The 9/11 Commission Report: Omissions And Distortions

Front Cover
Olive Branch Press, 2005 - History - 339 pages
0 Reviews
The 9/11 Commission's Report, by popular reckoning, has made an impression with its heft, its footnotes, its portrayal of the confusion of that sobering day, its detail, its narrative finesse. Yet under the magnifying glass of David Ray Griffin, eminent theologian and author of The New Pearl Harbor, the report appears much shabbier. In fact, there are holes in the places where detail ought to be thickest: Is it possible that Secretary of Defense Rumsfeld has given three different stories of what he was doing the morning of September 11, and that the Commission combines two of them and ignores eyewitness reports to the contrary? That the Commission fails even to mention Coleen Rowley, FBI whistleblower and Time person of the year? Griffin's critique of the Kean-Zelikow report makes clear that that the Commission charged with investigating all of the facts surrounding 9/11 has succeeded in obscuring, rather than unearthing, the truth.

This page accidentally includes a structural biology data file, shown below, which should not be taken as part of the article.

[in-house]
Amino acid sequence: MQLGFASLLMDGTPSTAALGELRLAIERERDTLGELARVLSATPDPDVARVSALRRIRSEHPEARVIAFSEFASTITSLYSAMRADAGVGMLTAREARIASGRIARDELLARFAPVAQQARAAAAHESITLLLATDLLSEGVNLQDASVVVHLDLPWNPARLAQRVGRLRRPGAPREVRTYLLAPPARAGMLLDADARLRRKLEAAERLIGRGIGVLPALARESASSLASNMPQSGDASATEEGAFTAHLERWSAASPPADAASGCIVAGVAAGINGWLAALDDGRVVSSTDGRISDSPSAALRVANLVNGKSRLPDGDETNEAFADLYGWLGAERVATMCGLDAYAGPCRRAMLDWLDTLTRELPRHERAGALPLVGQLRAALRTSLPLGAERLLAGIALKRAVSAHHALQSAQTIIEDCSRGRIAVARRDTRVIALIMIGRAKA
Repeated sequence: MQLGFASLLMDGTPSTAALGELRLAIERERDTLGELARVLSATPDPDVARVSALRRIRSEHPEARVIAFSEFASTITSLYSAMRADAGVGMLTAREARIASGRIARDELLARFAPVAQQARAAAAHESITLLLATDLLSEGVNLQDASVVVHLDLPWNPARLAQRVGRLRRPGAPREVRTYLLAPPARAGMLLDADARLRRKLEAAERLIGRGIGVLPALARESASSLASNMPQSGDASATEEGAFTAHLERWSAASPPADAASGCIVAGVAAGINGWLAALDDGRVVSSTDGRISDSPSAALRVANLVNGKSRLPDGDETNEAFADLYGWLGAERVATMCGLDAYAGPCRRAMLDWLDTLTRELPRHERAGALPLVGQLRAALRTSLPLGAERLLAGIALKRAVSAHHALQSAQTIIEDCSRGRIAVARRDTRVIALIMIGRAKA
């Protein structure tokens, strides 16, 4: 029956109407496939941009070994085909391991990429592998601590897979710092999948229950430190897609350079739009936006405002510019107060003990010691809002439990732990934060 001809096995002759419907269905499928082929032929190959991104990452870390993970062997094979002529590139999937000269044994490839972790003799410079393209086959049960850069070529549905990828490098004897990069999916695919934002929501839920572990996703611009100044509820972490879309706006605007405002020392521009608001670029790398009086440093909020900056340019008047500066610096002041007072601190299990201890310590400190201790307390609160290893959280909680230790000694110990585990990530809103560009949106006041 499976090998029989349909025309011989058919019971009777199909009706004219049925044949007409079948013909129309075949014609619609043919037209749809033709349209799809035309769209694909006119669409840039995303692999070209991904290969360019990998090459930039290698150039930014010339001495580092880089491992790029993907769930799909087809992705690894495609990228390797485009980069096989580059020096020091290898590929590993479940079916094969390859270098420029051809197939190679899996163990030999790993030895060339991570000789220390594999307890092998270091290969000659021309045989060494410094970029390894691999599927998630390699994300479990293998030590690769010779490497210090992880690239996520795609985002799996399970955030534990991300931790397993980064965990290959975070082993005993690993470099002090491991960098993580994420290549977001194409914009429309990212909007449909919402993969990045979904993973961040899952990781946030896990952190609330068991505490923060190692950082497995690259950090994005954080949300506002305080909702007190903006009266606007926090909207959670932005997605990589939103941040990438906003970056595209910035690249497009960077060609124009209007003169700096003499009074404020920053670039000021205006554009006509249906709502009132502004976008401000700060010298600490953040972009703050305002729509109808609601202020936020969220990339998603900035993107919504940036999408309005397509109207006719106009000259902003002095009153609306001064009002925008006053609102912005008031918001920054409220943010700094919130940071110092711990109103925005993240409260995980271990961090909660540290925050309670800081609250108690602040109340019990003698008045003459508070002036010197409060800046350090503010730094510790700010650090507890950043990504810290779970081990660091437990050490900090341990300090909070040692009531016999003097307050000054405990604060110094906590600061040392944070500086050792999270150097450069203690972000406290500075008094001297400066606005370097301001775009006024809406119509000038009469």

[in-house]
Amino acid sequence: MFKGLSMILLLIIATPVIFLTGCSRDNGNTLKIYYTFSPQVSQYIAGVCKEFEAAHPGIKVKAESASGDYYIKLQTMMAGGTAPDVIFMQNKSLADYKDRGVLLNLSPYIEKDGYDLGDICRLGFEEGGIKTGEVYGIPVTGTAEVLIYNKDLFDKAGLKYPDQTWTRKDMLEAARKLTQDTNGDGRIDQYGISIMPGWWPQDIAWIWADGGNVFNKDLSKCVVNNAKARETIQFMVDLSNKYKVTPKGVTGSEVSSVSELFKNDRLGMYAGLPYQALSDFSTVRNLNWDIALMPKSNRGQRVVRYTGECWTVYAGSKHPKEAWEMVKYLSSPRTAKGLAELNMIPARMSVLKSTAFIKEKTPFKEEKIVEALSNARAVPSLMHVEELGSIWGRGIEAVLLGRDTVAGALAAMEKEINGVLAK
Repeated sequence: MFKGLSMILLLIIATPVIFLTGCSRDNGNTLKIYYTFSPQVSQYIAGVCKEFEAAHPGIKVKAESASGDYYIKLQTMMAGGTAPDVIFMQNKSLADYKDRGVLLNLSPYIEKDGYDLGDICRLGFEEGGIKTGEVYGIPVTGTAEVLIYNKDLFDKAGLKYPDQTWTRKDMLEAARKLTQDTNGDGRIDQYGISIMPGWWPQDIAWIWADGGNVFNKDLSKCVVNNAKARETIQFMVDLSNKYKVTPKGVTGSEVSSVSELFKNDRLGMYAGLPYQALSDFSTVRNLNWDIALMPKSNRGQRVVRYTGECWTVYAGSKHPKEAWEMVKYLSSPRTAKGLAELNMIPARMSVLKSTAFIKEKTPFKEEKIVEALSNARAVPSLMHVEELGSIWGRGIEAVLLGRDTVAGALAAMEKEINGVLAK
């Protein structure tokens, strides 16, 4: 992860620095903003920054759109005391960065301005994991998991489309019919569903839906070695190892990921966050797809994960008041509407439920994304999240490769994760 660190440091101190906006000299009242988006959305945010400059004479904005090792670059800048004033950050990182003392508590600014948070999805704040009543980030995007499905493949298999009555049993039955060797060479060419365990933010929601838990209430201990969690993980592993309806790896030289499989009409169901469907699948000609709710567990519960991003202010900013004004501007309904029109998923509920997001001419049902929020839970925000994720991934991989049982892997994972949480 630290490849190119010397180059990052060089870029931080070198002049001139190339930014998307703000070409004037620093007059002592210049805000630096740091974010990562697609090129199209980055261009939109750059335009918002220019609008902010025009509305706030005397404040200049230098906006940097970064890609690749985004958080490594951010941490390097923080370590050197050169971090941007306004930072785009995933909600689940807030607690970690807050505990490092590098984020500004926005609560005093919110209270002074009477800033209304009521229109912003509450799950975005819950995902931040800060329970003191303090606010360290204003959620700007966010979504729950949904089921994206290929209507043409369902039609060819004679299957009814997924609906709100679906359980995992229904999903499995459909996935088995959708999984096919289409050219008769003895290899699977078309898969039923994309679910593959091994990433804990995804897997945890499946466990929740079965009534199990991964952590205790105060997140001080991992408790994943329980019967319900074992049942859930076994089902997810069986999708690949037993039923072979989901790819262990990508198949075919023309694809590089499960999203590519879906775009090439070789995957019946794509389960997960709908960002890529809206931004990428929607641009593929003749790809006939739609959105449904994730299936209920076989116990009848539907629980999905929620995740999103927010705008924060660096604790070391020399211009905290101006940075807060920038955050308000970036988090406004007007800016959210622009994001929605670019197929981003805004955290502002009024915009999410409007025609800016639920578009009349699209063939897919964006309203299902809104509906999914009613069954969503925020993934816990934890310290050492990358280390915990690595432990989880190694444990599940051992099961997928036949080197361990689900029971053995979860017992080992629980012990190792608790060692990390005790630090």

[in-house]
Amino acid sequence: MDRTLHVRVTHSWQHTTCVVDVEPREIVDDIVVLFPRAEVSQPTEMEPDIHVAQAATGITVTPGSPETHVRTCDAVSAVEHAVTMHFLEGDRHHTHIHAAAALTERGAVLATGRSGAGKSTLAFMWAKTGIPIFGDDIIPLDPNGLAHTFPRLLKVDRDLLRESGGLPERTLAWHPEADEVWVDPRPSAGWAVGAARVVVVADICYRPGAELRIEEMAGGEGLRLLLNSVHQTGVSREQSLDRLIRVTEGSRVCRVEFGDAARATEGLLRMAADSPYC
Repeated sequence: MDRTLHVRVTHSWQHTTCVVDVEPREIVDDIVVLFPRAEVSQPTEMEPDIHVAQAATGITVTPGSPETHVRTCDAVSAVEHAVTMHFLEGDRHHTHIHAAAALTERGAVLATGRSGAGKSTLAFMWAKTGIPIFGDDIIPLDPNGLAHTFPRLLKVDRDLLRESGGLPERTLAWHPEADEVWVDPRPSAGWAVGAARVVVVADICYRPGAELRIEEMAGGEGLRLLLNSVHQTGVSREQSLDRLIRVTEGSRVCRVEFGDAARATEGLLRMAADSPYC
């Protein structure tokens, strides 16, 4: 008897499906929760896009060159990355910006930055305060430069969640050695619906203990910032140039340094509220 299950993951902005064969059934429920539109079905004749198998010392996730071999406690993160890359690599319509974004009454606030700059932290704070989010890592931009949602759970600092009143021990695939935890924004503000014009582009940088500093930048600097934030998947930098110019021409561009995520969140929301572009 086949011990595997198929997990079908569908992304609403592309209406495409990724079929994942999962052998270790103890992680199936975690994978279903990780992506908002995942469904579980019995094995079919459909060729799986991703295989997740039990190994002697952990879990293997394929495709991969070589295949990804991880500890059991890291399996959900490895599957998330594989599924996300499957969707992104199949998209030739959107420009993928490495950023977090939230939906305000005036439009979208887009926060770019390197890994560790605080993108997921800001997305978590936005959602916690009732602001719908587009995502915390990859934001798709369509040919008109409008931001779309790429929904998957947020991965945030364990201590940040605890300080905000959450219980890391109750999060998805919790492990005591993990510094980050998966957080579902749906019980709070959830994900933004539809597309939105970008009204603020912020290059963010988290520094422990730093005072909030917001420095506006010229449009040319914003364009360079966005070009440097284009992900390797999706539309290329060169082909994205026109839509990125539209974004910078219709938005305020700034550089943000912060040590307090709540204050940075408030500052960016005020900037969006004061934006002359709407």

From inside the book

What people are saying - Write a review

We haven't found any reviews in the usual places.

Contents

Introduction
1
The Commissions Omissions and Distortions
17
The Alleged Hijackers
19
Copyright

22 other sections not shown

Common terms and phrases

About the author (2005)

David Ray Griffin is Professor Emeritus of Philosophy and Theology at Claremont School of Theology, Professor Emeritus of Religion at Claremont Graduate University, and Co-Founder of the Center for Process Studies. He is the author of "Two Great Truths: A New Synthesis of Scientific Naturalism and Christian Faith", and coauthor, with John B. Cobb Jr., of "Process Theology: An Introductory Exposition". Author of numerous books in philosophy of religion, he has also published two popular books on the World Trade Center attacks: "The New Pearl Harbor: Distubing Questions About the Bush Administration and 9/11" and "The 9/11 Commission Report: Omissions and Distortions".

Bibliographic information